Budget cuts threaten 2 local parks

Published 12:00 am Friday, April 17, 2015

Lake Frank Jackson is under threat of being closed because of budget cuts. | Josh Dutton/Star-News

Lake Frank Jackson is under threat of being closed because of budget cuts. | Josh Dutton/Star-News

State budget cuts are threatening two state parks in Covington County, and the county’s representatives in the state legislature agreed Thursday that threats are very real.

Frank Jackson State Park and Florala State Park are on a list of 15 parks that could close if legislators pass a proposed general fund budget that cuts funding to most state agencies.

Seven parks will remain open, including Meaher, Wind Creek, Chewacla, Monte Sano, Cathedral Caverns, Oak Mountain and Gulf State Park.

The 15 parks in question have not consistently made a profit over the last three years, according to the state Department of Conservation and Natural Resources.

If additional funding doesn’t come, four parks are scheduled to close on May 1.

On June 1, Frank Jackson and Florala, along with three other rural parks, will put into place an emergency plan to reassess operational costs and staffing to try and improve finances.

“Recently we were notified of the legislature’s intent to transfer $11.4 million of funds from the 2016 Alabama Department of Conservation and Natural Resources (ADCNR) budget,” Alabama State Parks Director Greg Lein said. “The majority of these funds are to be transferred from ADCNR ($10.4 million) would come from the state parks system. In anticipation of this loss in revenue, on May 1, 2015, we will implement an Emergency Operations Plan (EOP) that closes several of our parks and park operations across the state. On June 1, 2015, we will implement a second EOP that will reduce the staffing and operational hours of several other parks. These dramatic changes will no doubt have a direct impact to their local communities and ultimately hurt our state’s economy.

In his statement, Lein encouraged lawmakers to support a tax package proposed by Gov. Robert Bentley to shore up the General Fund budget.

“The governor has been working to address this chronic funding crisis of state government through a proposal to raise necessary funds,” Lein said. “We encourage each of you to think about the two options being considered; the cuts and transfers proposed by the legislature that would close more than half of our parks, or the plan proposed by the governor.”

Opp Mayor John Bartholomew said Frank Jackson is an important part of the Opp community, and the local economy.

“Losing this park would be like losing an industry,” he said. “People who stay at Frank Jackson spend money at our grocery stores, gas stations, buy fishing equipment, eat at our restaurants and just enjoy our city. This is very important to our city.”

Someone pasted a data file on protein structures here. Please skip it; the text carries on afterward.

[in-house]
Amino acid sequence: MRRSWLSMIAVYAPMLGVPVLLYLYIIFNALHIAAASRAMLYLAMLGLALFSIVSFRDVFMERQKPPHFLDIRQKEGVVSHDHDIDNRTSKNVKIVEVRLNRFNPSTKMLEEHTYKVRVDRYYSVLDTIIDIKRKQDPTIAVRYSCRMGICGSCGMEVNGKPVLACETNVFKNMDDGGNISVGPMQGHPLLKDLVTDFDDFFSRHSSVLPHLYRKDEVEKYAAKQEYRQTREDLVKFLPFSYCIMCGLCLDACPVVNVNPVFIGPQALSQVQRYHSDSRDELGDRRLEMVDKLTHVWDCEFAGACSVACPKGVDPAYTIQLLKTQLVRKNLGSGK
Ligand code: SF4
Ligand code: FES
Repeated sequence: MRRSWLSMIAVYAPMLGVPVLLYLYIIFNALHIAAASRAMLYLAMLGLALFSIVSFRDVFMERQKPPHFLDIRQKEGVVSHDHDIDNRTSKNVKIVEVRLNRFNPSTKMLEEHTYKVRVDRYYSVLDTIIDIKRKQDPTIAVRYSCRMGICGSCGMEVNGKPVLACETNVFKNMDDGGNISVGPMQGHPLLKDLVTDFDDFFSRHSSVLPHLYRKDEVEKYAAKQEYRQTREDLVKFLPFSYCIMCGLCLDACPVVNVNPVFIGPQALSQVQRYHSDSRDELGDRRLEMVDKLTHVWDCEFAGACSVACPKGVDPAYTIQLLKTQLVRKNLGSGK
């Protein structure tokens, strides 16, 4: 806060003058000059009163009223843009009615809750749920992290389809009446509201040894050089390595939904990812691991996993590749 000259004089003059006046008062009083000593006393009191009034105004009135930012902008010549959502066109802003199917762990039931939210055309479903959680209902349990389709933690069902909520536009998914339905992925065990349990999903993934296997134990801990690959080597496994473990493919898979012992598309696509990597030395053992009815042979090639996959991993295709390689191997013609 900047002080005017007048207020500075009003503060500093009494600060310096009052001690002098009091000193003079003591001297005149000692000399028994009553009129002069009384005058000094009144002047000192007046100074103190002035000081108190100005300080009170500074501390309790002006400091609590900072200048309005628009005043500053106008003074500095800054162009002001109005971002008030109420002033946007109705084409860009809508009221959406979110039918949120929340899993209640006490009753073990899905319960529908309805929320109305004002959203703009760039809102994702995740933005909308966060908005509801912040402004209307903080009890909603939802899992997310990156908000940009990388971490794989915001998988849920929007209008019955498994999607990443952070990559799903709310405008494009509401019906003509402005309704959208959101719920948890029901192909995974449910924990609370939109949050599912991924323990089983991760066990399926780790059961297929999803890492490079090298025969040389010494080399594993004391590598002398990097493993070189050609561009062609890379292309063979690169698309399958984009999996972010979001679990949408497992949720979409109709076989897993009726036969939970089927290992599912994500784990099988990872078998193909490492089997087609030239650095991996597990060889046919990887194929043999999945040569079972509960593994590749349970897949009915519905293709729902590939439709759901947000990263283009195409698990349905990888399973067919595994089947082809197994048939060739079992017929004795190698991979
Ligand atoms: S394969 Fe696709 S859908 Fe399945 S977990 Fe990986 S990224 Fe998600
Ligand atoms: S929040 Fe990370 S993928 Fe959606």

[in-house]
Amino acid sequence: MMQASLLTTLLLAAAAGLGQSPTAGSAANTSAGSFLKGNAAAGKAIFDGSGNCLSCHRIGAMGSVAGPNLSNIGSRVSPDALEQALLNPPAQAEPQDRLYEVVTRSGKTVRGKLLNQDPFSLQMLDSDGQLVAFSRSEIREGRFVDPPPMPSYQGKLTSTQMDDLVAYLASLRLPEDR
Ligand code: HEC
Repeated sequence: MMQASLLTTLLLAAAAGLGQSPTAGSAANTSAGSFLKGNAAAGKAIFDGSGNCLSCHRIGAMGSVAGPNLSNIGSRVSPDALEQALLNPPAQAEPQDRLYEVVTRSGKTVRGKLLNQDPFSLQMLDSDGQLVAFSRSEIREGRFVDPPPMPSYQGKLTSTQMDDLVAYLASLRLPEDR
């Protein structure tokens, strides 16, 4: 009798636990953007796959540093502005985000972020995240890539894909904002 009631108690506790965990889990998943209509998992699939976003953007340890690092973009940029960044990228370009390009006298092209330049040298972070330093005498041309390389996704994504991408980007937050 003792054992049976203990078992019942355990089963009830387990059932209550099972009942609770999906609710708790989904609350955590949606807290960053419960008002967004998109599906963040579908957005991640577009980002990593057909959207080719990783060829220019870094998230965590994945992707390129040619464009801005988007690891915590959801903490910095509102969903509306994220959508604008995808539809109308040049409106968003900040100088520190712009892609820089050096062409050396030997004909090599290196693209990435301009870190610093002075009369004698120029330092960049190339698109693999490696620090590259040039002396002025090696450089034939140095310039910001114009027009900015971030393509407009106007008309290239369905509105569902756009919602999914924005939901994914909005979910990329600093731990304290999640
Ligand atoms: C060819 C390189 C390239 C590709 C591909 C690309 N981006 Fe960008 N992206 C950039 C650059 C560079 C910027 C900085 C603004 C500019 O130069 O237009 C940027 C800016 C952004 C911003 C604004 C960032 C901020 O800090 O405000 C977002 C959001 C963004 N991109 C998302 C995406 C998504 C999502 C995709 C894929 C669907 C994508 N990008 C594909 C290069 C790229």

Bartholomew said he was very disappointed that Frank Jackson was on the list.

“Due to the fact that we made a profit last year, I was disappointed,” he said. “The Trailmasters put in a lot of hard work and dedication to make the park a success.”

Bartholomew said he hopes and prays that the governor gets his taxes passed.

Trailmasters President Charles Willis said he would like to point out to the state and the public that the group puts in a tremendous amount of work for the state park each year.

“We do thousands of hours of work free of charge,” he said. “No other state park has this. We have enabled the park to operate in the black. Almost any job, the park provides the materials and we provide the labor.”

Throughout the last few years, the Trailmasters have worked to install new playground equipment at the park, built bridges, reworked bridges and kept the trails maintained.

“The state doesn’t have to spend money on that at all,” he said. “Our fall event, Scarecrows in the Park, brings a lot of people to the park. There is so much done by local people. We feel that Frank Jackson should be kept open.”

Bartholomew encouraged local residents to contact Rep. Mike Jones and Sen. Jimmy Holley.

Sen. Holley said Thursday that the parks are great assets, but the funding crisis is real.

“We’ve got to have a balanced budget,” he said. “The Constitution says we can only spend that which is collected. We have to determine what that will be and allocate resources accordingly.”

Bentley has proposed a $700 million revenue package that has found little support in the legislature.

Rep. Mike Jones, R-Andalusia, said Thursday that he and Sen. Holley have been on the front lines fighting for state parks for a long time.

“One thing that helps is that (Frank Jackson Park) is now operating in the green,” Jones said. “I understand the mechanism they are using in these considerations is a three-year period of time. My argument is we now have things in place there that bring in more revenue.”

Jones echoed Holley’s sentiments.

“The revenue shortfall is very real,” he said. “But we are in the very early stages of this and I think we will get a lot done, further down the road.”

Both Holley and Jones said the funding crisis would also affect all other agencies in the general fund, including Medicaid, the state health department, prisons, mental health, and Alabama State Troopers.